Steve Bannon boxed himself into the weirdest, dumbest position imaginable.
First, he failed to get Mo Brooks through the Alabama primary. Then he failed to get Roy Moore through the Alabama general election.
He raised quite a few eyebrows among his base when he disavowed the alt-right, declared himself a “Christian Zionist,” and begged for Jewish donor cash at the Zionist Organization of America. Then when Paul Nehlen attacked the Israel lobby, Bannon was accused of being a “white nationalist” and he immediately cucked by throwing Paul Nehlen under the bus.
Most recently, the former White House Chief Strategist called the 2016 Trump Tower meeting between Trump campaign officials and a Russian lawyer “treasonous,” according to The Guardian.
Now, in addition to being attacked by the left, neocons, paleocons, alt-right and other dissident right-wing factions, Steve Bannon is being attacked by Donald Trump and his supporters.
Trump released a scathing statement on Bannon saying “when he was fired, he not only lost his job, he lost his mind.”
In other words, Bannon has no friends left. This is what happens when you treat your friends worse than your enemies, Steve.
But Steve Bannon’s problems run deeper than just having a big mouth. His problems are a manifestation of a much deeper error that Bannon made: he miscalculated and assumed that the wave that Trump rode to the White House was the same or at least similar to the Tea Party.
In the past, Bannon tried to hijack the “alt-right” movement (not unlike how the GOP establishment hijacked the Tea Party movement) and paint it as a group of “edgy” young conservatives and libertarians. The assumption here is that the alt-right and the broader dissident right are simply a collection of conservatives and libertarians who have tattoos, smoke pot, have a dirty mouth, and many of whom are gay.
While some (not all) of these descriptors may be true of the alt-right and the dissident right – some of us do have tattoos and most of us undoubtedly have dirty mouths – we aren’t your normal run-of-the-mill conservatives and libertarians when it comes to ideology.
We reject the open borders vs. flag-worshipping civic nationalism false dichotomy. In a way we’ve been tainted by the left’s identity politics that’s all around us so we refuse to look at society in the “color blind” manner that appeals to modern-day conservatives and libertarians. We realize that reality is not color-blind, so neither are we. In other words we fight fire with fire by utilizing our own form of identity politics against the left’s anti-white narrative.
When Black Lives Matter activists make bogus claims about “police brutality” or “targeting of minorities,” we come back with police shooting and crime statistics that show that blacks are actually underrepresented in police shootings, instead of using the weak and tired conservative slogan of “All Lives Matter.”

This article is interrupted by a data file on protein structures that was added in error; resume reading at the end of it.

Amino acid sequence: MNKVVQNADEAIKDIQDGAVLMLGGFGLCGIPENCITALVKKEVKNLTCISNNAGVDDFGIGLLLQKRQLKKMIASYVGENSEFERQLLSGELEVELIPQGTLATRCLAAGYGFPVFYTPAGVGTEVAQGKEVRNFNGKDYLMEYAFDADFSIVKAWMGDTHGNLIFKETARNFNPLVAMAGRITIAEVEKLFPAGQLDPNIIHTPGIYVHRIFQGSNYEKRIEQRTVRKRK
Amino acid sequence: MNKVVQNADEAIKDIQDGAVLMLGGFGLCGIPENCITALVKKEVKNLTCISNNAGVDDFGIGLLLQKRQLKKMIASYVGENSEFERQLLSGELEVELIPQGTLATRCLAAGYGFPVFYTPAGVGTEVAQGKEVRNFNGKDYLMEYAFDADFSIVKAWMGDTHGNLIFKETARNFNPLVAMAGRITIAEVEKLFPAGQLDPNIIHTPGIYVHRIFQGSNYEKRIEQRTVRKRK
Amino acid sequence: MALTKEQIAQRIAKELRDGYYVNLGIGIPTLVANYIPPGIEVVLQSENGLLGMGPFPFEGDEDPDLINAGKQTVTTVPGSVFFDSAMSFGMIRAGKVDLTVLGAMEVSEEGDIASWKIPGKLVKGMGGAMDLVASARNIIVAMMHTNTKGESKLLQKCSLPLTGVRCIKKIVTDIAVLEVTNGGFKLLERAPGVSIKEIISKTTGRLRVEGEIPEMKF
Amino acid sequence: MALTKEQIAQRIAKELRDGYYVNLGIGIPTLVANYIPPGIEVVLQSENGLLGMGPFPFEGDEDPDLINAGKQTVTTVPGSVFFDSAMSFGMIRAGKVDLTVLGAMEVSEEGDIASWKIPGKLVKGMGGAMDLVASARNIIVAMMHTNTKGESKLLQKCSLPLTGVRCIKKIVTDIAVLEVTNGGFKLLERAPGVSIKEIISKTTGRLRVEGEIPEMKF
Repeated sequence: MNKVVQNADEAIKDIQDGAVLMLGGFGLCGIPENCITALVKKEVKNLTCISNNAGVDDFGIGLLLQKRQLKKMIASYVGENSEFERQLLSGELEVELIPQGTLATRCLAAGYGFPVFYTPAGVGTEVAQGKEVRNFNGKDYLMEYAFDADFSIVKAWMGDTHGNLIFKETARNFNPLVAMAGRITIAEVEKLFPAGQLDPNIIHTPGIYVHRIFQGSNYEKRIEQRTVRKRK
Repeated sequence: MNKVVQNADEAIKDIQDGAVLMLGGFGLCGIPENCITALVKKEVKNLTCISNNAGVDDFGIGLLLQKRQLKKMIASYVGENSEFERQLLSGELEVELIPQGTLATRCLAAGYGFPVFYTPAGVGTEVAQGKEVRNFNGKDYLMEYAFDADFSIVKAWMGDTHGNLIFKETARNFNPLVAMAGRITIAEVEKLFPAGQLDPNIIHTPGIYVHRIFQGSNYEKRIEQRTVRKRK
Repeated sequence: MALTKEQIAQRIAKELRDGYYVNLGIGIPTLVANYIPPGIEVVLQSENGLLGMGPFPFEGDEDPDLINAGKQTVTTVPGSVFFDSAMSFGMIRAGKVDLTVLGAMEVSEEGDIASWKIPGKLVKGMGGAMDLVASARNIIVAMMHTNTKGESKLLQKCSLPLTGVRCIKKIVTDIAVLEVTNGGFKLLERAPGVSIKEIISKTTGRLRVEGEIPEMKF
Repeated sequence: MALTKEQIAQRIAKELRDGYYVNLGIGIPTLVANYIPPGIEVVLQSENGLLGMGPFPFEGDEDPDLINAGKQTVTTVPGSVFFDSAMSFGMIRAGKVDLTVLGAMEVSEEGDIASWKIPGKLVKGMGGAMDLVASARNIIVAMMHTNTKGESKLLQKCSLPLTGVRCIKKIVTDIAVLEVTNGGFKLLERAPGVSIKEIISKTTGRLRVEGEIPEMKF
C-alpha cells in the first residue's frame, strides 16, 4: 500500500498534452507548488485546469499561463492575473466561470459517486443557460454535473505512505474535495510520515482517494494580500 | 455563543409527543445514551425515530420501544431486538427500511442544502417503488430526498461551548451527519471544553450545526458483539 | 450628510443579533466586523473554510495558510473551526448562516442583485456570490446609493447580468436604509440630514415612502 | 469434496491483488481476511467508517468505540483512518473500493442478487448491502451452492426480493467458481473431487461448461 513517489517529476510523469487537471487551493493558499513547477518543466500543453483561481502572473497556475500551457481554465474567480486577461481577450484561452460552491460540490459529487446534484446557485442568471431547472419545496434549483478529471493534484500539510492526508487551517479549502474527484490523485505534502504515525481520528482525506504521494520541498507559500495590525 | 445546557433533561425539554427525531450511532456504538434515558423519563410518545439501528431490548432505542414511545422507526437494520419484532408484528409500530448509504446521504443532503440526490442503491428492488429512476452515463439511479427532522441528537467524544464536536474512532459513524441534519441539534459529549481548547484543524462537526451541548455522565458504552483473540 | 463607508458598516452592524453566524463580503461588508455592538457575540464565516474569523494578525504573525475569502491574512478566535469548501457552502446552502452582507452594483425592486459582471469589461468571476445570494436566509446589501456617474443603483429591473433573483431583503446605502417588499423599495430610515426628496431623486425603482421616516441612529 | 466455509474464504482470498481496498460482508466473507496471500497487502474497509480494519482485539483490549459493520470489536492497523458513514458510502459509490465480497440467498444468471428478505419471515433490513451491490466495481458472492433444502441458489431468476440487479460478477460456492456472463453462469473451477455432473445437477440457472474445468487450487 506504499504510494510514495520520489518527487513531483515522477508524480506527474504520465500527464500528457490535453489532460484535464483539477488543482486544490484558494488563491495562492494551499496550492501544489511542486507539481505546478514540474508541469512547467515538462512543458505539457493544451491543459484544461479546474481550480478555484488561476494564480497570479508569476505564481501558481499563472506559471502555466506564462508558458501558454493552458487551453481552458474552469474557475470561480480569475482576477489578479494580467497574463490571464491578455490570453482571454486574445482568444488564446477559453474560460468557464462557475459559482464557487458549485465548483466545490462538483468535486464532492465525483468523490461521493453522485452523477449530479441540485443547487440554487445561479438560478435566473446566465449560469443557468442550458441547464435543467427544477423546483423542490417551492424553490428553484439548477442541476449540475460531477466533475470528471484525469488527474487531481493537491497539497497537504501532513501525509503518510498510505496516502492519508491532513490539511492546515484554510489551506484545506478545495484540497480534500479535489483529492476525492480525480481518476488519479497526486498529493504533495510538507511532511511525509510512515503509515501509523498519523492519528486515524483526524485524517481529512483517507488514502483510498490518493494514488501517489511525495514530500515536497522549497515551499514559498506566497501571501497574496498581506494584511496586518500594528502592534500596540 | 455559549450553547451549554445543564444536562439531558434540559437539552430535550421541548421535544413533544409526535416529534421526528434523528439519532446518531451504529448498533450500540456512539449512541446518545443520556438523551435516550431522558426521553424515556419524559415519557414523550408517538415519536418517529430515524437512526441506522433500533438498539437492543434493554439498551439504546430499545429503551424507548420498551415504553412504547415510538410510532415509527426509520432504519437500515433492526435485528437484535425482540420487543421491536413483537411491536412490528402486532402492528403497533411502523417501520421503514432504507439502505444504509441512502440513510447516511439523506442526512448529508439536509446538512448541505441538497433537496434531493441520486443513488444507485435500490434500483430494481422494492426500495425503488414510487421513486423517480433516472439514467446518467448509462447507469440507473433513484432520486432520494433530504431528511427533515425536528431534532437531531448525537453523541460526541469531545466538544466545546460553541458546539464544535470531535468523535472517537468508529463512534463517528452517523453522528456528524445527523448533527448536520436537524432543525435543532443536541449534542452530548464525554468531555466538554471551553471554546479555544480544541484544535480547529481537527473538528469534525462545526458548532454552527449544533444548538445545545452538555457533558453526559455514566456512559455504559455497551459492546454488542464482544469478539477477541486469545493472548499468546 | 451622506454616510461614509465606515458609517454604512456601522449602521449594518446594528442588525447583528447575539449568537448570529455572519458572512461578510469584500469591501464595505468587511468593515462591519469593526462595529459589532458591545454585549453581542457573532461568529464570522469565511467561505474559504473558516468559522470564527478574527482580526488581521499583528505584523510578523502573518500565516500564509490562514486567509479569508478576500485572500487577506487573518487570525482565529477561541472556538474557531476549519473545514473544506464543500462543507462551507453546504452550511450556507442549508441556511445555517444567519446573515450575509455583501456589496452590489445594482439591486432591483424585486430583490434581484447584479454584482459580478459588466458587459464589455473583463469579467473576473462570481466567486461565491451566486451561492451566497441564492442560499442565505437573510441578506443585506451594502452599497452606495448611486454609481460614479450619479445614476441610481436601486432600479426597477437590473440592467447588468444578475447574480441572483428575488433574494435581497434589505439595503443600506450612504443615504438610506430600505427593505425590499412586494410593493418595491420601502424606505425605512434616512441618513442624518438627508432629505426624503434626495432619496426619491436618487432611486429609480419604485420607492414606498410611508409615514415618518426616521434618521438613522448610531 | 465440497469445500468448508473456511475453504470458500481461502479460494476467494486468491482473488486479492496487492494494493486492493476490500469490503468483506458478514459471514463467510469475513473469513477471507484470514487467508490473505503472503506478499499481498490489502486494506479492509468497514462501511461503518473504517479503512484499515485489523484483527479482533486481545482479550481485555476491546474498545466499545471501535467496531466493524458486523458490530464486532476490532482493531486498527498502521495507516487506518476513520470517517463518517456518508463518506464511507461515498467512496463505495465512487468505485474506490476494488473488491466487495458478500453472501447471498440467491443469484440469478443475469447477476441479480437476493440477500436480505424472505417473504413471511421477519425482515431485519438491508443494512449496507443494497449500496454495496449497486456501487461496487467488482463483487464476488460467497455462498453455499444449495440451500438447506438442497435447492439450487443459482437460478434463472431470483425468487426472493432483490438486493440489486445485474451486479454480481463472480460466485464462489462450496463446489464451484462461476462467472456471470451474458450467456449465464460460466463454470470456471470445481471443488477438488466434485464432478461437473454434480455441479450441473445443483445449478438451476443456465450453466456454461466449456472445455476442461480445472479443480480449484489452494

When corporate, pro-open-borders think tanks like the Cato Institute and the Chamber of Commerce argue for open borders because cheap labor is good for the economy, we come back with racial crime, welfare, and IQ statistics that suggest that the majority of third-world migrants are a drain on our society, not a benefit to it.
When we’re told that diversity and multiculturalism are our greatest strengths, we come back with the dozens of sociological studies which show that increased ethnic diversity actually weakens the social bonds between people, making society less cohesive than before.
In addition to this, we reject the commonly-accepted bromides about gay rights and women’s rights. Instead of acting like most modern-day conservatives, who simply want to conserve the current status quo whatever it happens to be, we want to turn the clock back to a time before the gay rights movement and modern-day feminism. In this way the alt-right and the dissident right are better described as traditionalist or reactionary instead of “conservative.”
We also reject the post-Cold War neoconservative foreign policy consensus that boomers like Bannon buy into: we don’t mindlessly support Israel, oppose Russia, and think that it’s America’s job to bring democracy and freedom to the world. We want to put America – and more importantly Americans – first when it comes to foreign policy. That means being opposed to sending our brothers, sisters, and friends to die in Iraq, Afghanistan, Syria, and other third-world countries just because those wars benefit Israeli interests.
In all of these ways we are unlike Bannon. We don’t care for his vision of a multiracial, multiethnic, and multicultural democracy. We don’t care for his support of gays like Milo Yiannopolous or his Russophobic and Zionist boomer foreign policy. We’re not “edgy” young conservatives and libertarians because we made different lifestyle choices – we’re the edgy youth because we rejected the entire mainstream narrative about race, culture, gender, sexuality, foreign policy, etc. that has been pushed onto America since at least the 1960s.
By going against us, Bannon eroded our support and now that he attacked both Paul Nehlen and Trump – who aren’t perfect but act as a vehicle for us to advance our interests – we have absolutely no reason to back his projects or support his candidates just because Bannon is involved.
Bannon crossed what could have been his grassroots base and impaled himself in the process.